Wednesday, 19 November 2008


The representation of reality is a huge area of representation study and a key aspect of media studies. When we turn to the study of documentary we shall find that realism is a key issue for that genre (it is the most important convention of documentary) and realism plays a central role in some aspects of intertextuality and post-modernism.

Just as everything in the media is a representation (we do not experience the thing itself) everything is also unreal (the process of mediation is artificial and so therefore is everything so mediated); in the media we deal with the representation of reality. Text are therefore always in the situation of

The realism of a media text is a key part of our relationship with it. Some media texts (the news, documentaries, etc) are required to have a very strong sense of realism for us to accept them whereas others (cartoons, comics, computer games, surreal comedy, etc) can be as seemingly unreal as they like and still be accepted by us (most media texts fall some where in between these two poles); it all depends on what the text is doing and claiming. This is the text’s discourse of realism; how realistic it is, why, and how.

The realism of a media text can rest on a variety of different factors and there are many ways of establishing a media text as real (see the appendix below) but what is important is that we, the audience, treat texts as real enough for us. Every text is considered by its audience in terms of should I accept this as realistic and do I accept this as realistic. This is the audience’s modality judgment about the text; is the mode of realism and the type of text appropriate to one another, does the text succeed in seeming real, and ought I accept this?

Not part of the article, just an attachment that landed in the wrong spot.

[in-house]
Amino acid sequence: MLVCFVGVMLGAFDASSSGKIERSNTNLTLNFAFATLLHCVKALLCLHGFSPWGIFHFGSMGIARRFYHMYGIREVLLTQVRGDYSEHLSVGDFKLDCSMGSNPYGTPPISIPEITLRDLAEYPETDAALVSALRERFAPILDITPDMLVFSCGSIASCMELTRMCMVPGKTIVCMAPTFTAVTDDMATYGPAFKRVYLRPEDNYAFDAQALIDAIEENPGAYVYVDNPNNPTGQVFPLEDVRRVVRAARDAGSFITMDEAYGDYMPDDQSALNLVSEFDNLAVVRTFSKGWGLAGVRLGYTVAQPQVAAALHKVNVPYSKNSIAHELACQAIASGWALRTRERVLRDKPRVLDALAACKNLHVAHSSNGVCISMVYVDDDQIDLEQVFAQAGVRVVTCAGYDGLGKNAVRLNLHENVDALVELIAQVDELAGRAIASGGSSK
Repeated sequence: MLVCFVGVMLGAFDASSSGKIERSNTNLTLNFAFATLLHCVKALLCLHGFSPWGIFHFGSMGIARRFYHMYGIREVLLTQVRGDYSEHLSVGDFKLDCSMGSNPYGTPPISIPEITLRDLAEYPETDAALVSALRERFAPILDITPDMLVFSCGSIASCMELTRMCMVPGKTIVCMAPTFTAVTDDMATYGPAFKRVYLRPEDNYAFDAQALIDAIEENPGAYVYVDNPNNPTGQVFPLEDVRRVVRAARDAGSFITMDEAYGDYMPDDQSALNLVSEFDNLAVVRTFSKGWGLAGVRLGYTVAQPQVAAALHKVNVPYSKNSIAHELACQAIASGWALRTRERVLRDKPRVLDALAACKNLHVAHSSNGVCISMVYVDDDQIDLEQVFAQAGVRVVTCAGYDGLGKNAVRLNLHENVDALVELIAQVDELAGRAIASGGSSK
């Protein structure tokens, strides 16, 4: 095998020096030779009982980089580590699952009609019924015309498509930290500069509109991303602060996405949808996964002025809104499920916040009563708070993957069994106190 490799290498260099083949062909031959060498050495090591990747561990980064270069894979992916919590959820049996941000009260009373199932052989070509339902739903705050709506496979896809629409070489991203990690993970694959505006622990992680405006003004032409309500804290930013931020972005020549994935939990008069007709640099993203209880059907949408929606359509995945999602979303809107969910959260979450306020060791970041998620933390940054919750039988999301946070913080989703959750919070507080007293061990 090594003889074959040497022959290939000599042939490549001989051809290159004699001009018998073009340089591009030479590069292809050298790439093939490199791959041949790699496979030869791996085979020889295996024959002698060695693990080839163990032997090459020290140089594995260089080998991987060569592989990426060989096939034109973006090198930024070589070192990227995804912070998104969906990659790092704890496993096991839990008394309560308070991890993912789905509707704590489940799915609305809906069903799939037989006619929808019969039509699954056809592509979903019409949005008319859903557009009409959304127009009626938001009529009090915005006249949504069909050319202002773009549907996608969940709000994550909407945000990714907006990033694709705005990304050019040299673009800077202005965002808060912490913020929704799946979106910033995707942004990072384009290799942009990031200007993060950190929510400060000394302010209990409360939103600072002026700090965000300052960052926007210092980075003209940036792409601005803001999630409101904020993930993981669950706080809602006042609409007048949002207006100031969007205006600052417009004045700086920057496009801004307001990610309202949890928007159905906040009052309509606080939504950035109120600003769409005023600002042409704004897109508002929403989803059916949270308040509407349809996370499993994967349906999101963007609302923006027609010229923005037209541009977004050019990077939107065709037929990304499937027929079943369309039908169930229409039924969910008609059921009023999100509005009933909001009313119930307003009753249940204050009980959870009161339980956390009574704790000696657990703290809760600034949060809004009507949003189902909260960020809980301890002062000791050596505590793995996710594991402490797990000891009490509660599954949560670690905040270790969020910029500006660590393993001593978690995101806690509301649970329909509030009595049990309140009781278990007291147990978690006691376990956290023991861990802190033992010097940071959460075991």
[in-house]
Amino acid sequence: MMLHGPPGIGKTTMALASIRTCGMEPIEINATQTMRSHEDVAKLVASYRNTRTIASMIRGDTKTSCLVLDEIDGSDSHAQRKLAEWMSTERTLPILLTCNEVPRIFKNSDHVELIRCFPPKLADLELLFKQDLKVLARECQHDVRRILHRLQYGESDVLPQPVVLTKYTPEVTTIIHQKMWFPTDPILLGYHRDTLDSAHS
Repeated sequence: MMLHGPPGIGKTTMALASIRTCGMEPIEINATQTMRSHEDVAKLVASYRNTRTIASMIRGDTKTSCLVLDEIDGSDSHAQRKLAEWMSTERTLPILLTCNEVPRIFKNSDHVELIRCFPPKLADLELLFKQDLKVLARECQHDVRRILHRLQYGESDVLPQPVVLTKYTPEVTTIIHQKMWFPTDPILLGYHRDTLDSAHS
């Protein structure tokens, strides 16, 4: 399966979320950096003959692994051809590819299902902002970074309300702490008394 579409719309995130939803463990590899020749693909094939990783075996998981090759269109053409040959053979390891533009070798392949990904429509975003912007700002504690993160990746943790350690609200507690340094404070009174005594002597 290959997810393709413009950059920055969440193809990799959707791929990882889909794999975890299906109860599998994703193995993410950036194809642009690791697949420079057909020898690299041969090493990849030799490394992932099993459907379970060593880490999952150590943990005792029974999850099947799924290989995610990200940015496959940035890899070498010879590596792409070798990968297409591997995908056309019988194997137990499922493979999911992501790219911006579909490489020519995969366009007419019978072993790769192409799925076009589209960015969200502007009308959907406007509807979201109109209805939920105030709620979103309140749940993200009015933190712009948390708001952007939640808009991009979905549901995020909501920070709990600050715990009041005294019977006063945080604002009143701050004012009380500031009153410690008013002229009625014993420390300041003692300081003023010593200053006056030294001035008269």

A final thing to consider is the way in which the process of mediation can lead to hyperreality. Hyperreality, an idea proposed by Jean Baudrillard, is the situation that occurs when the media image of a thing or place replaces the ‘reality’ of that thing or place. Consider the image you posses of the world’s great cities and how that image derives from the media and not from your experience of the city in question and then consider being confronted by the reality of that city. The best example of this process is Las Vegas. Las Vegas is an artificial city in that it was only brought into existence to feed the gambling industry. The media image of this city of vices then became far more powerful than the reality of the city itself and in turn the real city began to make itself into the media image through a process of creative destruction. The Las Vegas of The Rat Pack, Elvis, Fear and Loathing in Las Vegas, CSI, and Ocean’s Eleven (all four films) is the one that actually exists now. More fearsome still is the hyperreality of Disney (read the entry in links below).




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